In space, Russians and Americans remain 'dear friends': astronaut

US astronaut Mark Vande Hei is seen in a NASA handout picture after the landing of the Soyuz MS-19 space capsule from the Intern
US astronaut Mark Vande Hei is seen in a NASA handout picture after the landing of the Soyuz MS-19 space capsule from the International Sapce Station in a remote area of Kazakhstan, on March 30, 2022.

After nearly a week back on Earth, NASA astronaut Mark Vande Hei said Tuesday the relationship between US astronauts and Russian cosmonauts remained positive while on board the International Space Station, despite their countries' animosity over Moscow's February invasion of neighboring Ukraine.

Vande Hei landed in Kazakhstan last Wednesday in a Russian capsule, along with cosmonauts Anton Shkaplerov and Pyotr Dubrov.

"About my relationship with my Russian crewmates, they were, are and will continue to be very dear friends of mine," the American Vande Hei said during a press conference in Texas Tuesday.

"We supported each other throughout everything," he said. "And I never had any concerns about my ability to continue working with them."

Vande Hei said the Russian invasion of Ukraine was discussed on board the ISS, but "it was largely how they felt about things and those are things that I would prefer that they get to share directly."

Moscow and Washington jointly manage the ISS, and NASA has said cooperation between the two countries' space programs has so far remained unaffected by their governments' friction.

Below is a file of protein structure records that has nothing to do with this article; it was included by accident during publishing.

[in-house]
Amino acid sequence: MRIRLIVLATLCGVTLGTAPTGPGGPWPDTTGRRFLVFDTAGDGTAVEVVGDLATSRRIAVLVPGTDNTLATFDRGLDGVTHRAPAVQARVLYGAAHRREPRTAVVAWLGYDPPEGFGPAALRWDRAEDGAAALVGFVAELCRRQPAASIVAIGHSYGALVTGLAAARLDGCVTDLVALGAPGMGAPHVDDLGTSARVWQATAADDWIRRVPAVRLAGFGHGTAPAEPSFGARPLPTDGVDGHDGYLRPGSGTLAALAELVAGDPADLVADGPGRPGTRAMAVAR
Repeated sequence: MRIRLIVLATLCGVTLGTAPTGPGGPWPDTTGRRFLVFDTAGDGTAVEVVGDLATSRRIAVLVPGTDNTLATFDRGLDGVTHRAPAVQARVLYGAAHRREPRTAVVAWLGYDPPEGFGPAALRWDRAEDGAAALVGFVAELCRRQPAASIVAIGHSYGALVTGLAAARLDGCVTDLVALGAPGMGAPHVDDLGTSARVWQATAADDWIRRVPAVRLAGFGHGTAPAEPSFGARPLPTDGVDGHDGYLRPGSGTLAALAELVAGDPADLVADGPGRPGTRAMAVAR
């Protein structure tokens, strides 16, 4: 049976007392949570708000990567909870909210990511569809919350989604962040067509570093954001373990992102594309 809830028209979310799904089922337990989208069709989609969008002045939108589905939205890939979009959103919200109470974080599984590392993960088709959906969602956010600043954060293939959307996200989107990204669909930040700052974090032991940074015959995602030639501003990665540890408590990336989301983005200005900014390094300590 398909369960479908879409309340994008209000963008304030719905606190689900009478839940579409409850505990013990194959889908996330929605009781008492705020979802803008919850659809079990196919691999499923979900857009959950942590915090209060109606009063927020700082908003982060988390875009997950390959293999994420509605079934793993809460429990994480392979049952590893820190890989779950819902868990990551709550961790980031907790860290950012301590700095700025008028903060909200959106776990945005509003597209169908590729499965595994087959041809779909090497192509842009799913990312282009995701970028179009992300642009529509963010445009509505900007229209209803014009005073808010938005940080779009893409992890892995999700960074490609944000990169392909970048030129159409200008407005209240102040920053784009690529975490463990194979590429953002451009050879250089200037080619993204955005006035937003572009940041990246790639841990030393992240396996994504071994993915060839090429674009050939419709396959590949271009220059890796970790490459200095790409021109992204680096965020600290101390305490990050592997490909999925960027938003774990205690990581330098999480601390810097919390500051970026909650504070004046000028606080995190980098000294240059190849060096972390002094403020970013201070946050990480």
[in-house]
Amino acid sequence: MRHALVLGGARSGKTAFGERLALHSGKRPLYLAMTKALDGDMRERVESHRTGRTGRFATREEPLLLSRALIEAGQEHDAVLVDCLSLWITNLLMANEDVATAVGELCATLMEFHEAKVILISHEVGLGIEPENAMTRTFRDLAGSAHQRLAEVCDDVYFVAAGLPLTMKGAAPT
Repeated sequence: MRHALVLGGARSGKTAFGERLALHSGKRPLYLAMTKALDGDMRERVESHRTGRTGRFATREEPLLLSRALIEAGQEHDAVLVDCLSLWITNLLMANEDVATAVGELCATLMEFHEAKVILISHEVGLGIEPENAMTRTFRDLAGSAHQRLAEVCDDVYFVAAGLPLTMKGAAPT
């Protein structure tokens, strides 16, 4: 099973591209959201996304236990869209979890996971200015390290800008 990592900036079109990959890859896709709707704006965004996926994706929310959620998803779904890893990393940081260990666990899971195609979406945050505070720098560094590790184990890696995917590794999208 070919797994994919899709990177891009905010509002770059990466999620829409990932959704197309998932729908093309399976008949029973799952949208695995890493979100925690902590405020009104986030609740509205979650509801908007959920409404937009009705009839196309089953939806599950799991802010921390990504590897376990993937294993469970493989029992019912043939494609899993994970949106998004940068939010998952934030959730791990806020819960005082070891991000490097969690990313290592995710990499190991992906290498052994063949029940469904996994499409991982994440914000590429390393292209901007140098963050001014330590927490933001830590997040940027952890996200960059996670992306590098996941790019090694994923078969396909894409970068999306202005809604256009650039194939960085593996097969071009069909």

But Russian space authority head Dmitry Rogozin has been ramping up incendiary rhetoric on Twitter for weeks.

"If you block cooperation with us, who will save the ISS from uncontrolled deorbiting and falling on US or European territory?" Rogozin wrote in a February tweet—noting that the station does not fly over much of Russia.

Vande Hei said he has stayed away from , but heard about some of the tweets from his wife.

"I just had too much confidence in our cooperation to date, to take that those tweets as anything but something that was meant for a different audience than myself," he said.

The 55-year-old now holds the record for the American who has spent the most consecutive days in space, at 355 days.

He said his legs were a bit "wobbly" for his first eight hours back on solid ground, but he is adjusting quickly to life back on Earth.

"I'm a little disappointed with how normal it feels. I kind of want it to seem more strange being back," he said.

"I'm still uncomfortable, but humans are very adaptable."

The goal for the extended mission was to observe the effects of prolonged exposure to a on humans in preparation for future missions—like going to Mars, for example.

"My body is part of the experiment," Vande Hei remarked, adding that he hopes his record time in space is soon broken.

The record for the longest journey for any human belongs to Russian cosmonaut Valery Polyakov, who spent 437 days on board the Mir station in 1994 and 1995.

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